Specific threonine phosphorylation of a host target by two unrelated type III effectors activates a host innate immune receptor in plants

Eui Hwan Chung, Luis Da Cunha, Ai Jiuan Wu, Zhiyong Gao, Karen Cherkis, Ahmed J. Afzal, David MacKey, Jeffery L. Dangl

Research output: Contribution to journalArticlepeer-review

151 Citations (Scopus)


The Arabidopsis NB-LRR immune receptor RPM1 recognizes the Pseudomonas syringae type III effectors AvrB or AvrRpm1 to mount an immune response. Although neither effector is itself a kinase, AvrRpm1 and AvrB are known to target Arabidopsis RIN4, a negative regulator of basal plant defense, for phosphorylation. We show that RIN4 phosphorylation activates RPM1. RIN4 142-176 is necessary and, with appropriate localization sequences, sufficient to support effector-triggered RPM1 activation, with the threonine residue at position 166 being critical. Phosphomimic substitutions at T166 cause effector-independent RPM1 activation. RIN4 T166 is phosphorylated in vivo in the presence of AvrB or AvrRpm1. RIN4 mutants that lose interaction with AvrB cannot be coimmunoprecipitated with RPM1. This defines a common interaction platform required for RPM1 activation by phosphorylated RIN4 in response to pathogenic effectors. Conservation of an analogous threonine across all RIN4-like proteins suggests a key function for this residue beyond the regulation of RPM1.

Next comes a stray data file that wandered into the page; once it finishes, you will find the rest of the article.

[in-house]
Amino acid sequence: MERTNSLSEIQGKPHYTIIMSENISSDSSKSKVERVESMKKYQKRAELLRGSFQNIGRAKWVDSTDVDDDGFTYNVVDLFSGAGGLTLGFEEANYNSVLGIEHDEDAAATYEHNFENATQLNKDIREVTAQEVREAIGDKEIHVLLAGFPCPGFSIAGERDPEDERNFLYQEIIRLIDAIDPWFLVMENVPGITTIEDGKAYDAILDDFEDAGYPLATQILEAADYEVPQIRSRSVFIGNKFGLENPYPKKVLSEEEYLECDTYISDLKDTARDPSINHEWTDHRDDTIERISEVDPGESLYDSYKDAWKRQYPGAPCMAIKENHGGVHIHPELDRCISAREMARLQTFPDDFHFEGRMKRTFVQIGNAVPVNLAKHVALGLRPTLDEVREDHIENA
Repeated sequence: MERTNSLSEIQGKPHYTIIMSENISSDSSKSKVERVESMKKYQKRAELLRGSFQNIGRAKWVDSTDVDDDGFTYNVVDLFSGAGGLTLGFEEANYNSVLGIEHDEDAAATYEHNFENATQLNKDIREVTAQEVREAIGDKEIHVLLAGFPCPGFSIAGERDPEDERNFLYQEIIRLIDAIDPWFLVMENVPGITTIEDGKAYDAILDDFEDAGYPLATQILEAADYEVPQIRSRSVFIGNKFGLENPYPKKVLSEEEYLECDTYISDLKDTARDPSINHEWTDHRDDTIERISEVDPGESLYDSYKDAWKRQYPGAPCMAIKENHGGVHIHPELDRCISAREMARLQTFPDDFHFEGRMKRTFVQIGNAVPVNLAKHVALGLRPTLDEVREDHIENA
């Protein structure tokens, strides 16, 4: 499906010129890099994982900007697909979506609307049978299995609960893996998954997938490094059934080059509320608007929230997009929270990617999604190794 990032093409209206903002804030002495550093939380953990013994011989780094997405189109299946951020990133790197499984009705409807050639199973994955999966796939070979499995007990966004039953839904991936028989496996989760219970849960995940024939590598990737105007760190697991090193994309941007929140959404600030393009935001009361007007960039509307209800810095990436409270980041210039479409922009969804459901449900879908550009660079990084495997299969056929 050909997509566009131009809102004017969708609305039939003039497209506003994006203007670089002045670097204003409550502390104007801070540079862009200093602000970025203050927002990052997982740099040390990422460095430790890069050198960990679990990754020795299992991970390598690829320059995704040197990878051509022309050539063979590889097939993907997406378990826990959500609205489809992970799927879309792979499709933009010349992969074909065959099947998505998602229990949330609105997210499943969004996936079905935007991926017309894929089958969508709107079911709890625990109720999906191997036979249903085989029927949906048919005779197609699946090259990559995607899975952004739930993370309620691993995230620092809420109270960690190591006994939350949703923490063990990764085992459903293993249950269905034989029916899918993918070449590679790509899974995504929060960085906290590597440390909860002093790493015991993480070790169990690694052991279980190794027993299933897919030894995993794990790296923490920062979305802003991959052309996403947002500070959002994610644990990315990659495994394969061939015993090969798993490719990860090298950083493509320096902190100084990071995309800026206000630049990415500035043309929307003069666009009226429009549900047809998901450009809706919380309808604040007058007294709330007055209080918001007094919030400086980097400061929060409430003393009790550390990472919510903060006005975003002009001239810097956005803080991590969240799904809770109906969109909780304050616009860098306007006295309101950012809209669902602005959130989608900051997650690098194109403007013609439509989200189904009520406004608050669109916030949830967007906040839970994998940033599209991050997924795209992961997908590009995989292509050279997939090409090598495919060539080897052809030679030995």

Original languageEnglish
Pages (from-to)125-136
Number of pages12
JournalCell Host and Microbe
Issue number2
Publication statusPublished - 2011 Feb 17
Externally publishedYes

Bibliographical note

Funding Information:
We thank Sarah Grant for critical reading and members of the Dangl/Grant lab for helpful discussions. This work was funded by NSF Arabidopsis 2010 Program IOS-0929410 and DOE DE-FG05-95ER20187 grants to J.L.D. and by NSF grant MCB-0718882 and the Ohio Agricultural Research and Development Center of The Ohio State University to D.M. L.d.C. was supported by a graduate fellowship from the Plant Molecular Biology and Biotechnology program at The Ohio State University. K.C. is supported by an NIH Training Grant.

ASJC Scopus subject areas

  • Parasitology
  • Microbiology
  • Virology


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